This may well be a significant departure, but it is not the first book written about the fate of the Wilhelm Gustloff. Little was known in Germany about the sea disaster when, in the 1970s, I began seeking out survivors for a book on the subject. The extent of the disaster and the importance of the flight from the east became abundantly clear when, rather to my surprise, I found myself interviewing Admiral Doenitz, former commander of the U-boat fleets. In the final days he briefly became the successor to Hitler.
By this time a stiff and frail old man of 87, he lived in retirement in Aumühle, close to Hamburg. He proved to be a stickler for protocol and spent several minutes organising the seating arrangements for me and for his aide, Captain Reitsch. Only then did the old officer, straight-backed and formal in grey suit and white shirt, sit down himself. After offering us a sherry, he declared in a heavily accented voice, ‘I vish to speak with Herr Payne in English – for twenty years I have not spoken English, but I vish to help him.’
And so he did, detailing how he had set in motion the great evacuation by sea westwards from Danzig and other Baltic ports. By January 1945 land routes westwards were closed by the all-conquering Russian Army. This was Hitler’s Dunkirk. And Doenitz expressed pride at his success in rescuing almost two million Germans from falling into Russian hands. ‘This made possible the postwar German miracle,’ he claimed.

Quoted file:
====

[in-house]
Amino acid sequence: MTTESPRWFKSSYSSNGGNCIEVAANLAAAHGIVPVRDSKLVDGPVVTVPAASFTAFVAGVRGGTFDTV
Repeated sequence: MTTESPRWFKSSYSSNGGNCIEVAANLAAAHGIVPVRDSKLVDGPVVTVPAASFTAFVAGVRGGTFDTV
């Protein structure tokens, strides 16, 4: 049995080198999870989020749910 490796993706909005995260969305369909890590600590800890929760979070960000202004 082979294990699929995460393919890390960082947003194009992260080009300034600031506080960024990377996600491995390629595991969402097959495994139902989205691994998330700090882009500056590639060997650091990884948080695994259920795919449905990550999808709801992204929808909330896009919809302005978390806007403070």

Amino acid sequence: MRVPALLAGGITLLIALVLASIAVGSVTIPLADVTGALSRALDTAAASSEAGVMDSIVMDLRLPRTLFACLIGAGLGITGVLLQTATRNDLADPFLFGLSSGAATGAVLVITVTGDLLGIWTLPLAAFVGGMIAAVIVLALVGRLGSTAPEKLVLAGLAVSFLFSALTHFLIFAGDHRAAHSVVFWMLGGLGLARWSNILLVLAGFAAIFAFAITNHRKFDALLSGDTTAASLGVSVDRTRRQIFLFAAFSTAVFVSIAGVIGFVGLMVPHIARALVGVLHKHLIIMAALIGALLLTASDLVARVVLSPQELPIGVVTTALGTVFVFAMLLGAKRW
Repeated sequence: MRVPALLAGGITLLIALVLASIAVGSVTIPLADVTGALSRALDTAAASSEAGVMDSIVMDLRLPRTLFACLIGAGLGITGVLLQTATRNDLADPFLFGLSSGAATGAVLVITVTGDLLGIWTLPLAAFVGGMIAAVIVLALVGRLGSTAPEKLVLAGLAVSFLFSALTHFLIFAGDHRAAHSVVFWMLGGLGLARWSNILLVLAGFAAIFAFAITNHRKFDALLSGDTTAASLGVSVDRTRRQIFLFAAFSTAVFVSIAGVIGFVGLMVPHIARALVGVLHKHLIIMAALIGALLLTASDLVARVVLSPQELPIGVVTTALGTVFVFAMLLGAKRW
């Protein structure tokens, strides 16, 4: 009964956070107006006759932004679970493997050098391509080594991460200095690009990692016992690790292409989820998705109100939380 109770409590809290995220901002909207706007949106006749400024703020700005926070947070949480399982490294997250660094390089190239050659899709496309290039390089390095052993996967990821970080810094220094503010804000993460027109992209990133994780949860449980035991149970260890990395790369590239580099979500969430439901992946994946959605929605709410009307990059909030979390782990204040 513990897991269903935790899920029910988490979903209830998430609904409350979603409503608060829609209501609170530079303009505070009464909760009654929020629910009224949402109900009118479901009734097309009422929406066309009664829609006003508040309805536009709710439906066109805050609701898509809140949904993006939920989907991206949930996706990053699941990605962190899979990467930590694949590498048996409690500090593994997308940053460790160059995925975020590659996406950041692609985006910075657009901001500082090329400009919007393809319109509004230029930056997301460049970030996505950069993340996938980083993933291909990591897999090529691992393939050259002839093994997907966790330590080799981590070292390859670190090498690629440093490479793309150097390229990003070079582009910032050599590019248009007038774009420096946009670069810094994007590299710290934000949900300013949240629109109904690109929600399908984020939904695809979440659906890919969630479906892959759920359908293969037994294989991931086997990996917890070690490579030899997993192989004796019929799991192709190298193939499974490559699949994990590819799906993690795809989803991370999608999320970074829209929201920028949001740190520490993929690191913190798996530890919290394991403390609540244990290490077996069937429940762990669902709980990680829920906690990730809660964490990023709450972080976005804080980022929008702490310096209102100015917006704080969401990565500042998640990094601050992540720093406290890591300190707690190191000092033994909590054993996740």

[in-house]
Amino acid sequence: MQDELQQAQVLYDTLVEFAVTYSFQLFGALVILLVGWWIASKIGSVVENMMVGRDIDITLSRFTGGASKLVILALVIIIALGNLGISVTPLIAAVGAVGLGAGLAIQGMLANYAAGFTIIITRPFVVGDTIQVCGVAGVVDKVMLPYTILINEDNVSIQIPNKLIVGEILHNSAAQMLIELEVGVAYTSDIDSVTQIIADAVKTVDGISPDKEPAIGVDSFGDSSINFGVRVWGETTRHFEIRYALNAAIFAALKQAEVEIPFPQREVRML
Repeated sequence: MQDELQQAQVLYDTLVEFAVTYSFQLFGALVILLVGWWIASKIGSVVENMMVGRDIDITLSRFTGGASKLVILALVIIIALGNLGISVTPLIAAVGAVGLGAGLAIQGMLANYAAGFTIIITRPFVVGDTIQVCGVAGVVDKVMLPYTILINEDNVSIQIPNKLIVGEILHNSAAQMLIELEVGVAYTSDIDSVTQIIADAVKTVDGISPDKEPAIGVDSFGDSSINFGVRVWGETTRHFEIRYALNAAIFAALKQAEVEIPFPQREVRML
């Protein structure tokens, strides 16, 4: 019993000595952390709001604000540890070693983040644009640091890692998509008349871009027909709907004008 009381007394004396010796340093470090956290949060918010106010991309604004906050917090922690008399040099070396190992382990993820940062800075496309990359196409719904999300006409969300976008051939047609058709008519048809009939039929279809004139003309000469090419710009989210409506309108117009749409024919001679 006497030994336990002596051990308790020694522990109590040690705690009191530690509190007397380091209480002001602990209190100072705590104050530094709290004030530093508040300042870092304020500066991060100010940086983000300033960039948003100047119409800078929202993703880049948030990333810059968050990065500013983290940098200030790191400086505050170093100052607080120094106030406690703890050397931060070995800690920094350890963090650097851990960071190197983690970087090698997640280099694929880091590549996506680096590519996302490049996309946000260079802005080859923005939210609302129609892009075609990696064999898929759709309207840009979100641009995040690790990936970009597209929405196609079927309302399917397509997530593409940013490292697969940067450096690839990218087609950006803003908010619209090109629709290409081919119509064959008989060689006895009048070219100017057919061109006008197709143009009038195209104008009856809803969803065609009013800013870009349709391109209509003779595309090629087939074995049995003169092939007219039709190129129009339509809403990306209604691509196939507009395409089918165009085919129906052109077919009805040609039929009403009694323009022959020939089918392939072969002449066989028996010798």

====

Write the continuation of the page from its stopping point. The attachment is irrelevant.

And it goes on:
Doenitz’s first objective in launching Operation Hannibal was to get back to west German ports the thousand U-boat sailors training at the naval base of Danzig. They were badly needed to crew the new Type 21 German submarines being readied for service. ‘In December 1944 it was quite clear to me,’ said the Admiral, ‘that the main task for the German navy was no longer the U-boat war. All the naval force we had was to be assembled to save the people from the east and bring them back west. I asked Hitler to give me every merchant ship that floated.’
Among them was the Wilhelm Gustloff. This was a Nazi ship through and through, named in honour of a German Nazi living in Switzerland who was murdered by a Jewish student for distributing the Protocols of the Elders of Zion, the infamous anti-Semitic forgery. His widow launched the splendid new ship, built by Blohm & Voss in Hamburg.